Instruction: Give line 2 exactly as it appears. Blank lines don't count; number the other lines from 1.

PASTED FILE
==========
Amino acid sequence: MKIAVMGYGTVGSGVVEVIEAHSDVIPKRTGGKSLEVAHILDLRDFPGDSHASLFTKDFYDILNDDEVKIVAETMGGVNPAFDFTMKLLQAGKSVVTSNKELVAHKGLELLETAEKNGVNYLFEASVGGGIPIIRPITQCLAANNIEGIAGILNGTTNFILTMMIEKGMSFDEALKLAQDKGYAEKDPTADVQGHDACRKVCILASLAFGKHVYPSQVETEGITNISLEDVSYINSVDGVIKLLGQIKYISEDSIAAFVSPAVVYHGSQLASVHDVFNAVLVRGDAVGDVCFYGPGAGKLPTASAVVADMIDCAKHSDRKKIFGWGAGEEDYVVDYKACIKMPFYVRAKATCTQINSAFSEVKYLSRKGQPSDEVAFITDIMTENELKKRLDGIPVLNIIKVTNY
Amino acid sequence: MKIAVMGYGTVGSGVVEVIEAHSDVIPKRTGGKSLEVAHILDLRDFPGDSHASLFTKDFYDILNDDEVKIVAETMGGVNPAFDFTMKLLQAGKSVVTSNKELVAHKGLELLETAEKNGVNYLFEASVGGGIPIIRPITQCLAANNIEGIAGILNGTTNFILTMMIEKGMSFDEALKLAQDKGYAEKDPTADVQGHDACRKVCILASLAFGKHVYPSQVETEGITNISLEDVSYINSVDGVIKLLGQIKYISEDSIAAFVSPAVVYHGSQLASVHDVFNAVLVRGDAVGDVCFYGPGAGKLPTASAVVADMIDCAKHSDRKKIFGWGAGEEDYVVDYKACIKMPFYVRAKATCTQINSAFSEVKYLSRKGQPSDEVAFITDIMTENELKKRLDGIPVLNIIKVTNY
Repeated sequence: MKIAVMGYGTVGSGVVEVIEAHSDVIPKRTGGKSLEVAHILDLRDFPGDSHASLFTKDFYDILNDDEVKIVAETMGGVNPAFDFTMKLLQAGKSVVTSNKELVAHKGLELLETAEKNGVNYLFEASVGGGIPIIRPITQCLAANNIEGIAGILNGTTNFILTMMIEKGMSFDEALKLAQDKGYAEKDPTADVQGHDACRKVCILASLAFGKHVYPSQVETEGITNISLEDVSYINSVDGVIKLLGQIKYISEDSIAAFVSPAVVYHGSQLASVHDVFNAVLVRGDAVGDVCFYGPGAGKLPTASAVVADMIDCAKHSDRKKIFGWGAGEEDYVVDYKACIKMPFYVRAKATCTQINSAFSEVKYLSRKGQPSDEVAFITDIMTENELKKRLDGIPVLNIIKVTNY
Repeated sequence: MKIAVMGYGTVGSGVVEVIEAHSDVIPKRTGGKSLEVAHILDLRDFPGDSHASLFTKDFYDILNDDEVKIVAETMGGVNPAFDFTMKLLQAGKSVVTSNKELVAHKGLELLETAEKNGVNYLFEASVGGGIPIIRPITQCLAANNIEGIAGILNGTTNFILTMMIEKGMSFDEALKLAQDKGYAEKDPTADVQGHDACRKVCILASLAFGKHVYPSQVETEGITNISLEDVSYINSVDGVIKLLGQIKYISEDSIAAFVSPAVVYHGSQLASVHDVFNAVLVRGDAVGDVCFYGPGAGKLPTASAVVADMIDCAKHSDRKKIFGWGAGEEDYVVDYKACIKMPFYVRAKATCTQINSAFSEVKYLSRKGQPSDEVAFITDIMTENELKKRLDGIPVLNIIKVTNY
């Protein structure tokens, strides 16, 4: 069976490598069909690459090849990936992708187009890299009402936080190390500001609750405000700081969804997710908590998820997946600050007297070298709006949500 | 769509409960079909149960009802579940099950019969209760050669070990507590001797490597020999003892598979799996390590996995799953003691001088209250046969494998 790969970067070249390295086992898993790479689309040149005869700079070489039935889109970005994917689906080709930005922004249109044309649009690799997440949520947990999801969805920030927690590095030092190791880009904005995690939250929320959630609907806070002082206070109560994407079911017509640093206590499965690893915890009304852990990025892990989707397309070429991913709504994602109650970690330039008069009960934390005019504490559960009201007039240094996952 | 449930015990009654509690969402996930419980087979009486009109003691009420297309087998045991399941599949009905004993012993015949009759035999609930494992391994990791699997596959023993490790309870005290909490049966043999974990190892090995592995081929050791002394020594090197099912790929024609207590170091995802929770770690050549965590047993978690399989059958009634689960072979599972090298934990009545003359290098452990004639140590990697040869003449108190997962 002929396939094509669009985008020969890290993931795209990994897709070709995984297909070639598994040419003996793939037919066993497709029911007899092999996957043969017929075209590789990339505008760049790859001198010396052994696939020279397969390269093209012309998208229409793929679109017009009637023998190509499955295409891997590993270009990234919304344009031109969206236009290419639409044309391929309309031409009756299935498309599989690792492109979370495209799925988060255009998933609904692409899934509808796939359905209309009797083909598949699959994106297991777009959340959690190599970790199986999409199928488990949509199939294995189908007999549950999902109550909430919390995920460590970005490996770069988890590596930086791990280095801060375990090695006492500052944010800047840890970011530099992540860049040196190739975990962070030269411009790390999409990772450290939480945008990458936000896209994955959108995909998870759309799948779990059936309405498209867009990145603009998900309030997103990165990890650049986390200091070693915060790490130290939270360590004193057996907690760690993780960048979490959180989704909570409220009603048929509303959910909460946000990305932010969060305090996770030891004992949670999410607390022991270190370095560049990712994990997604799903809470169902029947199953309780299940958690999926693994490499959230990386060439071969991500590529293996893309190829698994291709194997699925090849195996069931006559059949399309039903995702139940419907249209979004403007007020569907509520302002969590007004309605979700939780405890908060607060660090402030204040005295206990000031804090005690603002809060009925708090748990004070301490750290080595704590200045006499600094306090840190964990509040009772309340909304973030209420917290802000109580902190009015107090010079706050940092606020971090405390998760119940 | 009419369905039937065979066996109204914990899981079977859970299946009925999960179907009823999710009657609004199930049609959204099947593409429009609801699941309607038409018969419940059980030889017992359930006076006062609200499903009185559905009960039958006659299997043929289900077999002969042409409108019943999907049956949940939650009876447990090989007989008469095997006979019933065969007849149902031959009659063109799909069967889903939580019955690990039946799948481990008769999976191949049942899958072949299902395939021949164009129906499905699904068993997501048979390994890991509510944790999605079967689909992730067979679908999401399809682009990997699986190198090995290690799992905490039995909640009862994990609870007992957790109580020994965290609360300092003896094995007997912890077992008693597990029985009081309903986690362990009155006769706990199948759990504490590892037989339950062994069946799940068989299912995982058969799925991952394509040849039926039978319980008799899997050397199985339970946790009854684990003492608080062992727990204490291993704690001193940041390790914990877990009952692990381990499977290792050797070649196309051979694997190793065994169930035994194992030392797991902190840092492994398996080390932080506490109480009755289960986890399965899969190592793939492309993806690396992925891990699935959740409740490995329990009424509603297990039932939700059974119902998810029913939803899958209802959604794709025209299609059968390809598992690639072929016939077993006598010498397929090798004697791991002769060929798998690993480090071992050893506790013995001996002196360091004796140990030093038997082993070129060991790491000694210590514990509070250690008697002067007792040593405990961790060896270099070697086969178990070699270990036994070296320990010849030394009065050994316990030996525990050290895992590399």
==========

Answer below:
Amino acid sequence: MKIAVMGYGTVGSGVVEVIEAHSDVIPKRTGGKSLEVAHILDLRDFPGDSHASLFTKDFYDILNDDEVKIVAETMGGVNPAFDFTMKLLQAGKSVVTSNKELVAHKGLELLETAEKNGVNYLFEASVGGGIPIIRPITQCLAANNIEGIAGILNGTTNFILTMMIEKGMSFDEALKLAQDKGYAEKDPTADVQGHDACRKVCILASLAFGKHVYPSQVETEGITNISLEDVSYINSVDGVIKLLGQIKYISEDSIAAFVSPAVVYHGSQLASVHDVFNAVLVRGDAVGDVCFYGPGAGKLPTASAVVADMIDCAKHSDRKKIFGWGAGEEDYVVDYKACIKMPFYVRAKATCTQINSAFSEVKYLSRKGQPSDEVAFITDIMTENELKKRLDGIPVLNIIKVTNY